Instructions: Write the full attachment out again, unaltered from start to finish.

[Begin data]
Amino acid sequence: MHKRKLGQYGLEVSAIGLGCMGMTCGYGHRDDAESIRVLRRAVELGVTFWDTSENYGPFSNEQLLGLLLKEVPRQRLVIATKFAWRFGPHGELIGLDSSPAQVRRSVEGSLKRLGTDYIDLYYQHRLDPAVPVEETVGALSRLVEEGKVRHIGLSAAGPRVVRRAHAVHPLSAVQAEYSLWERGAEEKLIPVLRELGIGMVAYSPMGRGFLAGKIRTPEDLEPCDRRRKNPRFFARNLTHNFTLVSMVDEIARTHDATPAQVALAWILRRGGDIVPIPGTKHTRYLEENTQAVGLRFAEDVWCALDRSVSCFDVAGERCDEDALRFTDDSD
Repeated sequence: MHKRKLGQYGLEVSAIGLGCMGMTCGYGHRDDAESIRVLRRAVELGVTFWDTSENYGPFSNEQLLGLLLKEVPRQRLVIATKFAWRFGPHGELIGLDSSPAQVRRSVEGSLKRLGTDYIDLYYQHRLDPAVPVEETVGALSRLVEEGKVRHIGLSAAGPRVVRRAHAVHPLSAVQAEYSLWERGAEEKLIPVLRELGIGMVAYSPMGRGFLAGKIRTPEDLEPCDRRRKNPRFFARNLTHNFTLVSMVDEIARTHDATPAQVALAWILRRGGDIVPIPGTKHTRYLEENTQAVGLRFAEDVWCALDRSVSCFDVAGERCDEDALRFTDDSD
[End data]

Amino acid sequence: MHKRKLGQYGLEVSAIGLGCMGMTCGYGHRDDAESIRVLRRAVELGVTFWDTSENYGPFSNEQLLGLLLKEVPRQRLVIATKFAWRFGPHGELIGLDSSPAQVRRSVEGSLKRLGTDYIDLYYQHRLDPAVPVEETVGALSRLVEEGKVRHIGLSAAGPRVVRRAHAVHPLSAVQAEYSLWERGAEEKLIPVLRELGIGMVAYSPMGRGFLAGKIRTPEDLEPCDRRRKNPRFFARNLTHNFTLVSMVDEIARTHDATPAQVALAWILRRGGDIVPIPGTKHTRYLEENTQAVGLRFAEDVWCALDRSVSCFDVAGERCDEDALRFTDDSD
Repeated sequence: MHKRKLGQYGLEVSAIGLGCMGMTCGYGHRDDAESIRVLRRAVELGVTFWDTSENYGPFSNEQLLGLLLKEVPRQRLVIATKFAWRFGPHGELIGLDSSPAQVRRSVEGSLKRLGTDYIDLYYQHRLDPAVPVEETVGALSRLVEEGKVRHIGLSAAGPRVVRRAHAVHPLSAVQAEYSLWERGAEEKLIPVLRELGIGMVAYSPMGRGFLAGKIRTPEDLEPCDRRRKNPRFFARNLTHNFTLVSMVDEIARTHDATPAQVALAWILRRGGDIVPIPGTKHTRYLEENTQAVGLRFAEDVWCALDRSVSCFDVAGERCDEDALRFTDDSD